Le Cordier 20 years on | Jules Berger

20 years on from the feat of his hero Marco Siffredi, Jules Berger who was 5 years old at the time, set out to repeat a mythical, almost inaccessible backyard line in the Mont Blanc massif, recounting a day like no other with imposing seracs, loose rocks, perspiration and high-altitude bird calls to boot.

What did you know about the Cordier before going? What were your reference points?

L’Aiguille Verte, where this couloir is located, is a major summit of the Mont Blanc range and it’s the mountain that was right above our house when I was small!

I’ve known about the Cordier for a long time, but more as a grim, threatening place: you just have to look at the number of accidents related to serac falls in this couloir…In the beginning, I predominantly felt a lot of distrust for this run, then in my teenage years, I started to become interested in steep skiing with my friends. Marco Siffredi was a role model for young Chamoniards like us and we were quickly impressed by the shots of his descent of the Cordier in June 2000. My view of it changed at that moment and the Cordier went from “dangerous and unattainable” to “secret, unconfessable project”!

How did you tackle a steep slope of such magnitude? Were you checking the conditions for three days or were you called the day before with a plan on a plate?

I’d been looking at the Cordier regularly since 2013 but the rock band that separates the ice cap of the Aiguille Verte and the couloir offered no way through and I had no desire to ski a different line to Marco’s. Patience is the main virtue for a steep skier and we had to wait until this winter for a way through to appear…

In the last two winters, I skied a lot with Pierre Esspieusas. He’s a ski patroller like me and a great alpinist as well so steep skiing came naturally for him and he’s a first-choice partner to calmly think through a descent of this kind!

Throughout the winter we regularly examined the conditions, I took lots of photos from the opposite side to really take in the line. At the start of June, the conditions were optimal, some friends had skied the neighboring Couturier couloir in excellent conditions and we had to use the good weather window we had. We decided to go kind of at the last minute…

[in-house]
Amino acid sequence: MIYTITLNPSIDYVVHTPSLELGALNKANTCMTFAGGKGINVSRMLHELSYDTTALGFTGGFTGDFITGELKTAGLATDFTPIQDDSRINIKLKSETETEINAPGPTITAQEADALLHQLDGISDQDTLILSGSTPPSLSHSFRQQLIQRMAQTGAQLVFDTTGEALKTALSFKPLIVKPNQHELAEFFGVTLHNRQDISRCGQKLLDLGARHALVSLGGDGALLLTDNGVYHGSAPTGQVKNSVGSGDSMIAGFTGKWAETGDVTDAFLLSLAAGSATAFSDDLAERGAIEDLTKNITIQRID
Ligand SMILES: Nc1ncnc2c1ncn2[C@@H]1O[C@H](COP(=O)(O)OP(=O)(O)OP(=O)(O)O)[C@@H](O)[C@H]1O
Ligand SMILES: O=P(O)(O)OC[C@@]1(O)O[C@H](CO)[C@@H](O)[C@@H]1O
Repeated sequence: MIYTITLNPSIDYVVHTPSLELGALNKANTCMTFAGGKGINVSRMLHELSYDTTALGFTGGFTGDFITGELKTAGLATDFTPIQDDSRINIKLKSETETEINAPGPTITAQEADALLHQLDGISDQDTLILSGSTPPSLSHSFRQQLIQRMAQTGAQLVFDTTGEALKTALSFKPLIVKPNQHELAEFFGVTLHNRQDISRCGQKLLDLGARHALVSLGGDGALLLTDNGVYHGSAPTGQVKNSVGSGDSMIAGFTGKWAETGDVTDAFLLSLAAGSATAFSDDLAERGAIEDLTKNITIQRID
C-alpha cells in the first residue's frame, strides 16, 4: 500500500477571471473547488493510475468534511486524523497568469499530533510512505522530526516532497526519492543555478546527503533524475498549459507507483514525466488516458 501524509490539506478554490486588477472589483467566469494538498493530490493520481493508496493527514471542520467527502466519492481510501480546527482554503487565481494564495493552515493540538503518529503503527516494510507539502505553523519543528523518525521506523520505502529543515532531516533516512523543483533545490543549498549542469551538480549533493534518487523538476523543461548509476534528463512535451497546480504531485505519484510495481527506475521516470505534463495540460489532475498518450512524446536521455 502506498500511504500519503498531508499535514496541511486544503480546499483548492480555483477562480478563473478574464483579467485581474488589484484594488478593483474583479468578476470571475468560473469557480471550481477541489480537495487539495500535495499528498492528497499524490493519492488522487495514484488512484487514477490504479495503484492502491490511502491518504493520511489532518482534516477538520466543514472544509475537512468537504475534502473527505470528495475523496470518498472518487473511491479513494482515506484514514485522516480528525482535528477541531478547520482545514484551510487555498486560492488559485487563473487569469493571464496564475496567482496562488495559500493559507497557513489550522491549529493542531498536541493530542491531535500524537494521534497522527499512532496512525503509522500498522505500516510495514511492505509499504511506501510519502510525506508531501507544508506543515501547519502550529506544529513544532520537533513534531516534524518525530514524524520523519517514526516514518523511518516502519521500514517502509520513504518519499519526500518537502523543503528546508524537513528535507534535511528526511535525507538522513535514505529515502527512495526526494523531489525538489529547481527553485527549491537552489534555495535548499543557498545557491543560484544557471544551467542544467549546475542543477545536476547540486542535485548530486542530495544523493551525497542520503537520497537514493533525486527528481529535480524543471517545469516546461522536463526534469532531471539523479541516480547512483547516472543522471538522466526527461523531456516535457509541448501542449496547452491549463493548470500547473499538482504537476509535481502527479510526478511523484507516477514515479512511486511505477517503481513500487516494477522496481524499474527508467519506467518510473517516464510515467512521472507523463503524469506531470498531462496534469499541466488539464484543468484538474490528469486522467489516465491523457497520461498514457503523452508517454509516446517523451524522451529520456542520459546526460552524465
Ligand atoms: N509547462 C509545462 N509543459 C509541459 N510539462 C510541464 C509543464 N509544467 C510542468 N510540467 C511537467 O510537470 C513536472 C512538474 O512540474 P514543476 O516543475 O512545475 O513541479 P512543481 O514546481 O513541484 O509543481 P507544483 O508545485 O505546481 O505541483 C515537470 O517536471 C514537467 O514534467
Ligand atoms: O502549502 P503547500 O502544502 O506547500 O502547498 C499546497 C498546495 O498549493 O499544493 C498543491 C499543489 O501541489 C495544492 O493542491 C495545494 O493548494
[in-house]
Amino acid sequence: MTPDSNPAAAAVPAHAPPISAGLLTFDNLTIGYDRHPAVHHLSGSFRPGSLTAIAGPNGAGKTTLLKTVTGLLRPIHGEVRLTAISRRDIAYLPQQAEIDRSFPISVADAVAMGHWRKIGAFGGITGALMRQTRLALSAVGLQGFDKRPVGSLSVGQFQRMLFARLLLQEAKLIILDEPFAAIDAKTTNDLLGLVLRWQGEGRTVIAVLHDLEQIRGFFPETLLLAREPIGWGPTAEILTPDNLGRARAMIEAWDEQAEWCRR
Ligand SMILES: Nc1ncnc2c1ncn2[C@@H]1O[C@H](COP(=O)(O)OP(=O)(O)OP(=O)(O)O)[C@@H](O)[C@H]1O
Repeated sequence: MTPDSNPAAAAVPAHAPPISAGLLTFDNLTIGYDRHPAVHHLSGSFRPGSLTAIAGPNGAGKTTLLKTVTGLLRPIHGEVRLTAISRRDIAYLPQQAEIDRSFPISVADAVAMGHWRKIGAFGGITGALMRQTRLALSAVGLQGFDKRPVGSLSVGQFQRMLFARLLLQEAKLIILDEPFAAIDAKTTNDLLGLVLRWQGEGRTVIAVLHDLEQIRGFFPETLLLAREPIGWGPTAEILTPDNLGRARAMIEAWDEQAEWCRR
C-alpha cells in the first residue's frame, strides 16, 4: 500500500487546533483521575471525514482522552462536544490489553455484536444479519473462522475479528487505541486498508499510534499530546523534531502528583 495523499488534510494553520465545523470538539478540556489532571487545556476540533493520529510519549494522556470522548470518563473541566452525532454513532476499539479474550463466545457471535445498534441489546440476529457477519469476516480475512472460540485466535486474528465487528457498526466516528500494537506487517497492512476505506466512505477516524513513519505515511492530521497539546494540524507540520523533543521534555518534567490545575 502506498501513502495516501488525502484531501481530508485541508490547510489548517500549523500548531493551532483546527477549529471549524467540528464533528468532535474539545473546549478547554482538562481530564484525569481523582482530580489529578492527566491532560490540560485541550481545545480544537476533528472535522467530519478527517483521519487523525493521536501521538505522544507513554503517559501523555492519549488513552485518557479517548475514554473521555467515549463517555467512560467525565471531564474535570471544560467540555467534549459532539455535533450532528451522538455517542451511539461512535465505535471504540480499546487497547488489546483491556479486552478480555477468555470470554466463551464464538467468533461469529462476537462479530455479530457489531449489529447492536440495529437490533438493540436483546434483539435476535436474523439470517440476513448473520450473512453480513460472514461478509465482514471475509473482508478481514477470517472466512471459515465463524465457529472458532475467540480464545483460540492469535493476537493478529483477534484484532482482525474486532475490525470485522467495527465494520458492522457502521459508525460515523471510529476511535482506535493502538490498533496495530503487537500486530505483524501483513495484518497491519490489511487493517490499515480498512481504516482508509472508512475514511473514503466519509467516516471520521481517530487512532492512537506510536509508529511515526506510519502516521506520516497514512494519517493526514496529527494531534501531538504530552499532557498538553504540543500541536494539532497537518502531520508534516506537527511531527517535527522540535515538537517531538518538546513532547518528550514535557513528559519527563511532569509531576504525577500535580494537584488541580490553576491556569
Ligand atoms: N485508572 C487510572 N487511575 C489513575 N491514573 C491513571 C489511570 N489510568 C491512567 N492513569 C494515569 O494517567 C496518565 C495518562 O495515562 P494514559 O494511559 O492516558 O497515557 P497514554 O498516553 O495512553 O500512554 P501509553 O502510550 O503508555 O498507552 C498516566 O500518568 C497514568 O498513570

It’s often the same process that you apply when something is a bit committing: lots of monitoring and patience.

“When you prepare your equipment the excitement starts to mount, the doubt as well, and the mix of the two is quite special.”

Can you tell us about the day before? What did you put in your bag, how do you get ready for a descent like that?

Pierre and I both worked in the week so we didn’t have much time to prepare the equipment or layout an exact plan. I was doing landscaping and he’s a rope access guy from mid-April to the start of July, right in the middle of the steep season but that didn’t stop us from doing some nice runs. We had Saturdays and Sundays free so we had to go along with that and the advantage to working during the week is that you don’t have too much time to think about it beforehand! The Saturday morning I prepared my bag knowing that we had 2000m to ascend to our bivouac, and 1000m the following day so it had to be light but with enough gear for this kind of descent.

When you prepare your equipment the excitement starts to mount, the doubt as well, and the mix of the two is quite special. I pretty much pack the same bag for each outing with all the alpinism equipment but different rope lengths depending on the place. This time we had to also take our bivouac stuff and food which made things quite a lot heavier…

“We found ourselves at the summit too early! We had the luxury of a one-hour nap on our bags.”

How did the day pan out? Any strong weather to report?

On the way up to the old Grands Montets cable car station, we could see the couloir as we skinned and we were reassured because it looked really white. We arrived at our bivouac point with optimism. The night is never that good before a descent like that, it’s difficult to get to sleep and 10pm-1am hardly counts as a lie-in!

When the alarm clock rang, doubts disappeared and we left the bivouac determined and excited. The approach went without drama but we decided against going directly up the Cordier,  to avoid being under the exposure of the seracs for too long. So we opted to go up the Couturier instead, leaving most of our equipment at the bottom, keeping the least we could, a liter of water, a down jacket, two bars, and 40m of rope each. It was such a joy: the conditions were good, we were in form and in 2 hours 20 we had climbed the 1000m couloir. We found ourselves at the summit too early! We had the luxury of a one-hour nap on our bags and enjoyed a superb sunrise for half an hour.